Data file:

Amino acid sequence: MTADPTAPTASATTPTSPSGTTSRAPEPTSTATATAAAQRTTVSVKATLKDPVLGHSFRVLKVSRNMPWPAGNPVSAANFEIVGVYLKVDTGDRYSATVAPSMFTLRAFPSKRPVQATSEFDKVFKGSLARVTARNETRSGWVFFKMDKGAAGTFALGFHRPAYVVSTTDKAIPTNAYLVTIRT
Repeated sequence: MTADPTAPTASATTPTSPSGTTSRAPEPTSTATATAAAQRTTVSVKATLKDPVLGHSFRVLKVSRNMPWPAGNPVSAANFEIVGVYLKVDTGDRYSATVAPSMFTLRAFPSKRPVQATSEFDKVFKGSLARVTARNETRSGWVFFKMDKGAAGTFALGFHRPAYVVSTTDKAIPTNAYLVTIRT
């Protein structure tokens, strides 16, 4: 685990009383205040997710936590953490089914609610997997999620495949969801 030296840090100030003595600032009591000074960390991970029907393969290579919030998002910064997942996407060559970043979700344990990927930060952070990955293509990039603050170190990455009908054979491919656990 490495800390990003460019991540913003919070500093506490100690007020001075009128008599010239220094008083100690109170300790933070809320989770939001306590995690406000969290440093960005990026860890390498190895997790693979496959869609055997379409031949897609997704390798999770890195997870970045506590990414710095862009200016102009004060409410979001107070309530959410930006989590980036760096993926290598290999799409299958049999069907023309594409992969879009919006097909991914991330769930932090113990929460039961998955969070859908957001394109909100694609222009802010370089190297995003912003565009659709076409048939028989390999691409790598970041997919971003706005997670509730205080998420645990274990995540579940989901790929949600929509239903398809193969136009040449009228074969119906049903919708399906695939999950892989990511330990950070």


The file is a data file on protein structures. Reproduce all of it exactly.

Amino acid sequence: MTADPTAPTASATTPTSPSGTTSRAPEPTSTATATAAAQRTTVSVKATLKDPVLGHSFRVLKVSRNMPWPAGNPVSAANFEIVGVYLKVDTGDRYSATVAPSMFTLRAFPSKRPVQATSEFDKVFKGSLARVTARNETRSGWVFFKMDKGAAGTFALGFHRPAYVVSTTDKAIPTNAYLVTIRT
Repeated sequence: MTADPTAPTASATTPTSPSGTTSRAPEPTSTATATAAAQRTTVSVKATLKDPVLGHSFRVLKVSRNMPWPAGNPVSAANFEIVGVYLKVDTGDRYSATVAPSMFTLRAFPSKRPVQATSEFDKVFKGSLARVTARNETRSGWVFFKMDKGAAGTFALGFHRPAYVVSTTDKAIPTNAYLVTIRT
């Protein structure tokens, strides 16, 4: 685990009383205040997710936590953490089914609610997997999620495949969801 030296840090100030003595600032009591000074960390991970029907393969290579919030998002910064997942996407060559970043979700344990990927930060952070990955293509990039603050170190990455009908054979491919656990 490495800390990003460019991540913003919070500093506490100690007020001075009128008599010239220094008083100690109170300790933070809320989770939001306590995690406000969290440093960005990026860890390498190895997790693979496959869609055997379409031949897609997704390798999770890195997870970045506590990414710095862009200016102009004060409410979001107070309530959410930006989590980036760096993926290598290999799409299958049999069907023309594409992969879009919006097909991914991330769930932090113990929460039961998955969070859908957001394109909100694609222009802010370089190297995003912003565009659709076409048939028989390999691409790598970041997919971003706005997670509730205080998420645990274990995540579940989901790929949600929509239903398809193969136009040449009228074969119906049903919708399906695939999950892989990511330990950070």